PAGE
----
Kubb (Gotland, Sweden; Normandy, France; USA)

Kubb (Gotland, Sweden; Normandy, France; USA)

  • Name of sport (game): Kubb or viking chees
  • Name in native language: Kubb
  • Place of practice (continent, state, nation):

    Sweden, France, USA, Belgium, Swiss

  • History:

    Source of information:

    Kubb is often rumored to have been originated by Vikings during the Middle Ages. Allegedly, when the game was first created, it was played with bones instead of wooden pieces. The kubbs are said to be based off of the skulls of the enemies of the Vikings, and the batons based on the femur leg bone.
    However, this is all a myth and has never been proven. The game’s first documented origins take place early in the 20th century in Scandinavia. It is based off of another lawn game called “Skittles” which is a variation of bowling.
    The game began its modern era in Scandinavia in the early 1980’s when the first commercialized sets were manufactured as the game grew more popular. It is unclear when the game first came to America, but is thought to be sometime in the early to mid 2000’s. The first U.S. National Kubb Championship was held in Eau Claire, Wisconsin in 2007.
    The game has spread through much of Wisconsin and somewhat into Minnesota primarily through traditional word of mouth. Friends and family who play the game and share with their friends and family etc. Small offshoots of the game can be found throughout the United States, but it has had the most success in being popular in the Upper Midwest.

  • Description:

    Source of information:

    Equipment, Preparation and Terminology

    The equipment consists of 10 small skittles (kubbs), one larger skittles (the king) and 6 throwing sticks. Sometimes 4 small corner stakes are also included to mark out the court. The best playing surfaces are grass or gravel.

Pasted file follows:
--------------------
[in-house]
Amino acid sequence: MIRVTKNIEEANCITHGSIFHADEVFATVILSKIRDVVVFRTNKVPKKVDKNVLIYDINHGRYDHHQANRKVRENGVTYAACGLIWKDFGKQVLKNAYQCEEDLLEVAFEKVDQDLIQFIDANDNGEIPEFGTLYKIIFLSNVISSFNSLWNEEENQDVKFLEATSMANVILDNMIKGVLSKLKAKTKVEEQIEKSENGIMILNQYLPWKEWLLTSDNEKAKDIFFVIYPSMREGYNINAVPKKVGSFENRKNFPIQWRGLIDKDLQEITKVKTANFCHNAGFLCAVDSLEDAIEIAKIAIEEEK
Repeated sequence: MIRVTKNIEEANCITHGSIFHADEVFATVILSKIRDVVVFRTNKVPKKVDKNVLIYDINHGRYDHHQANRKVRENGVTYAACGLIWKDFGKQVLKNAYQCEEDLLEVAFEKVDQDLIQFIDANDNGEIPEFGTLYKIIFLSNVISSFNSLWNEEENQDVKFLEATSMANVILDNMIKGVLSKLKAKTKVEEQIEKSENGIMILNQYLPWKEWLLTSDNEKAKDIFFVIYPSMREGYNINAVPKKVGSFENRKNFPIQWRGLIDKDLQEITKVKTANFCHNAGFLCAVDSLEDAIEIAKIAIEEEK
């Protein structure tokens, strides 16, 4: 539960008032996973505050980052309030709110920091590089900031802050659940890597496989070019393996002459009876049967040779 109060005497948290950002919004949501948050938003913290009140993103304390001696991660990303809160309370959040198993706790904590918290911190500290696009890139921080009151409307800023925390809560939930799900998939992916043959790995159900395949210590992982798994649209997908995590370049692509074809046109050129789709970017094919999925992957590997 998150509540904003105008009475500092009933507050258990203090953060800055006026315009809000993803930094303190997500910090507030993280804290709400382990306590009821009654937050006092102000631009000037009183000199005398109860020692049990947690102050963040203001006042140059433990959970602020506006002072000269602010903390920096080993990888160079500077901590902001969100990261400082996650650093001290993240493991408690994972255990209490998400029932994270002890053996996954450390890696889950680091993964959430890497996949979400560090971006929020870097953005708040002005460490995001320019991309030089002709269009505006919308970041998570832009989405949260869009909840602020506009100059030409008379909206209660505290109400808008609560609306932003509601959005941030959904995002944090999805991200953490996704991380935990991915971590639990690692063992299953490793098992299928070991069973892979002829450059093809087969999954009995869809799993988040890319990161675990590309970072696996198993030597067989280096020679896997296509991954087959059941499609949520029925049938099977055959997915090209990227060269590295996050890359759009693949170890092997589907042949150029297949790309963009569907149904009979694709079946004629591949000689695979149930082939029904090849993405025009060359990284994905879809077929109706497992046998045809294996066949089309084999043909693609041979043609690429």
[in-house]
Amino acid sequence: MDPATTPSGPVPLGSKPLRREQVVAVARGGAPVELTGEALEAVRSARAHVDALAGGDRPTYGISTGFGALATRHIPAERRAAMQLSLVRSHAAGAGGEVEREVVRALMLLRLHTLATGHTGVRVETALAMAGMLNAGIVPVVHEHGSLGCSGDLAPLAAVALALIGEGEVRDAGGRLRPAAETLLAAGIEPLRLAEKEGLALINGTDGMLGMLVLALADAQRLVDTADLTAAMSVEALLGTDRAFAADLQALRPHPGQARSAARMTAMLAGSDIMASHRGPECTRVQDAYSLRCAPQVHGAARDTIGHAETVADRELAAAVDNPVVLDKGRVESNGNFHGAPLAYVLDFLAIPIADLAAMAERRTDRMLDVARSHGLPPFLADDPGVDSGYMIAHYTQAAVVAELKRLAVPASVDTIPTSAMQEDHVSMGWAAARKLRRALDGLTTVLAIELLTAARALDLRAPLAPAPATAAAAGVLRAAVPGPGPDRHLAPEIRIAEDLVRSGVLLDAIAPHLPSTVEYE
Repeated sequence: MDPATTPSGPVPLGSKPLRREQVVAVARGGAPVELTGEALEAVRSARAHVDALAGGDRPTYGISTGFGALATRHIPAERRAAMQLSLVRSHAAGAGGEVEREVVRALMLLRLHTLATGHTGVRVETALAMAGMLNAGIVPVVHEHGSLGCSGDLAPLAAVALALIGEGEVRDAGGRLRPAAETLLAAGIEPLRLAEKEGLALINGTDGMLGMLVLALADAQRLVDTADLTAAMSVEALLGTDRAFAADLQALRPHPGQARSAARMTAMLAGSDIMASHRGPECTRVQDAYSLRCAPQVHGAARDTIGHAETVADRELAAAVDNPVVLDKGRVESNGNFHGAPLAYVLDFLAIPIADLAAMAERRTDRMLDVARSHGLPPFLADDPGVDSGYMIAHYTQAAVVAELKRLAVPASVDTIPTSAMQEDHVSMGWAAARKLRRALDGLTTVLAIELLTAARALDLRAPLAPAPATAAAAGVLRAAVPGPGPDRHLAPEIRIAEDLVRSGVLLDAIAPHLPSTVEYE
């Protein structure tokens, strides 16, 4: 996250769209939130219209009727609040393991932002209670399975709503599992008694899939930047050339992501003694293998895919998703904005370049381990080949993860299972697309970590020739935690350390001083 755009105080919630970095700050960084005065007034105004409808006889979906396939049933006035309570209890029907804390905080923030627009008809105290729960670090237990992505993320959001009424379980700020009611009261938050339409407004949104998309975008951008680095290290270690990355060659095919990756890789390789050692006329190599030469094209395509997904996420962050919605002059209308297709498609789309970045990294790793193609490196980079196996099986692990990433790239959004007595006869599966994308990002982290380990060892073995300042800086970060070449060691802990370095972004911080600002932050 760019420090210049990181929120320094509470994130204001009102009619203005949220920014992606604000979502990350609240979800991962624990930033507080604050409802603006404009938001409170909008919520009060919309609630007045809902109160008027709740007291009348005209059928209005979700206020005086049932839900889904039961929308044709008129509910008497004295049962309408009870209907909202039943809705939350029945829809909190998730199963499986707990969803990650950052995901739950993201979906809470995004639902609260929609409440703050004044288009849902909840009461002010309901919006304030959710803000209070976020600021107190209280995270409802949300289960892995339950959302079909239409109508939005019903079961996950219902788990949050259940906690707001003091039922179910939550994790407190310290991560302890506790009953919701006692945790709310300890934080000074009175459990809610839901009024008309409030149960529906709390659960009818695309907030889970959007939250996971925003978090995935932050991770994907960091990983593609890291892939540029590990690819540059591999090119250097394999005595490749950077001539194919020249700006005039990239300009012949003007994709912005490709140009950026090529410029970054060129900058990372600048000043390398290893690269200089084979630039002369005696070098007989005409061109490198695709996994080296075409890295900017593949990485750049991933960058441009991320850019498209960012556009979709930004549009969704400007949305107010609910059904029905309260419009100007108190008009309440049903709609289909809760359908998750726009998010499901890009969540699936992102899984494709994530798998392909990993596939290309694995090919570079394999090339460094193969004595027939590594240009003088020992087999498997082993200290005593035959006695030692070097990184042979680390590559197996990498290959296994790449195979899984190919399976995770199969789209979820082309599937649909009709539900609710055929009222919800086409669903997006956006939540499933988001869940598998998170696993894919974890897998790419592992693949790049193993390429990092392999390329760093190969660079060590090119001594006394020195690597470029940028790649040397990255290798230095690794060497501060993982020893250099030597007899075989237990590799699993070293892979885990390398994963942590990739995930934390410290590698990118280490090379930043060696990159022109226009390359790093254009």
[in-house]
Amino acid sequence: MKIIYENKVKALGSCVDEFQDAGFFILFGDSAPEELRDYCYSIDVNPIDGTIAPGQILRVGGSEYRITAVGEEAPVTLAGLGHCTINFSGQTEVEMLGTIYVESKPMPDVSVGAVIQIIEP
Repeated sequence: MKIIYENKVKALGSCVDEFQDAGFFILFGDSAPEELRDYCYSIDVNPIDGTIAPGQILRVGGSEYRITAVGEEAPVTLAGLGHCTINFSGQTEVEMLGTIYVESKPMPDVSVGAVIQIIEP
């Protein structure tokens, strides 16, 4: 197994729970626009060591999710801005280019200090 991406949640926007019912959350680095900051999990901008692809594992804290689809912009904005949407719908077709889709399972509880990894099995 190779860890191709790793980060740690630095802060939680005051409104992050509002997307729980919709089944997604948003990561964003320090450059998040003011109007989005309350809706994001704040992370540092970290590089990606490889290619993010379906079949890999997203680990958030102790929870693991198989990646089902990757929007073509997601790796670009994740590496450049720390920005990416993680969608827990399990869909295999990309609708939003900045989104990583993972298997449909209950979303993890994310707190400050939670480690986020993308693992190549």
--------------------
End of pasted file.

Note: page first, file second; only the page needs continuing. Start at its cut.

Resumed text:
To begin, the playing court should be marked out. There is no standard size but here are 3 sizes that are often used:

    • 10 x 8m (33 x 26 feet)
    • 10 x 5 m (33 x 26 feet)
    • 8 x 5 m (26 x 16 feet)

    The most common size and the size used in the Kubb World Championships is 8 x 5m but this may make the game too difficult for beginners and children. Masters Traditional Games recommends using the following size to begin with - if you find it too easy, then increase the size. Younger children should perhaps start at 5 x 2 m.

    6 x 3 m (20 x 10 feet)

    The lines at either end of the court are called the "Baselines". The imaginary line parallel with the baselines through the middle of the court will be referred to as the "Middle Line".

    boisko 1

    Place the king in the centre of the playing field, with 5 kubbs placed at regular intervals along each baseline - one at either end, one in the middle and the remaining two equi-distant between the first three.
    Kubb is played by one team against another. A good number in each team is 1 or 2 players. However, for informal games, it really doesn't matter - up to 6 players can be in a team and it's even OK to have more people in one team than the other!
    Kubbs standing in their starting position on the baseline are called "Baseline Kubbs". As part of the game, Kubbs are thrown into the middle of the playing field and are erected where they end up. These Kubbs are then called "Field Kubbs".

    To Begin
    Sticks must always be thrown vertically and underarm. "Helicopter" throws are not allowed!
    To decide which team starts, one person from each team throws a stick as close to the king as possible, but without hitting it. The team with the stick closest to the king starts.
    For the first turn only, 4 sticks (not 6) are thrown from behind the baseline at the opponent's baseline Kubbs.

    Second and Subsequent Turns
    Each turn (except the first) consists of potentially 4 phases.
    When throwing at Kubbs, sticks must be thrown from behind the "throwing line" which just means from behind the Field Kubb closest to the opponent's side.
    Put more technically, the Throwing Line is a line parallel with the baseline that passes through the nearest Kubb to the Middle Line on the player's side. Obviously, if there are no field Kubbs (because the opponents managed to topple every field Kubb during their turn), then the nearest Kubb to the King is on the baseline and so the throwing line IS the baseline.

    Phase 1 - Throwing the Kubbs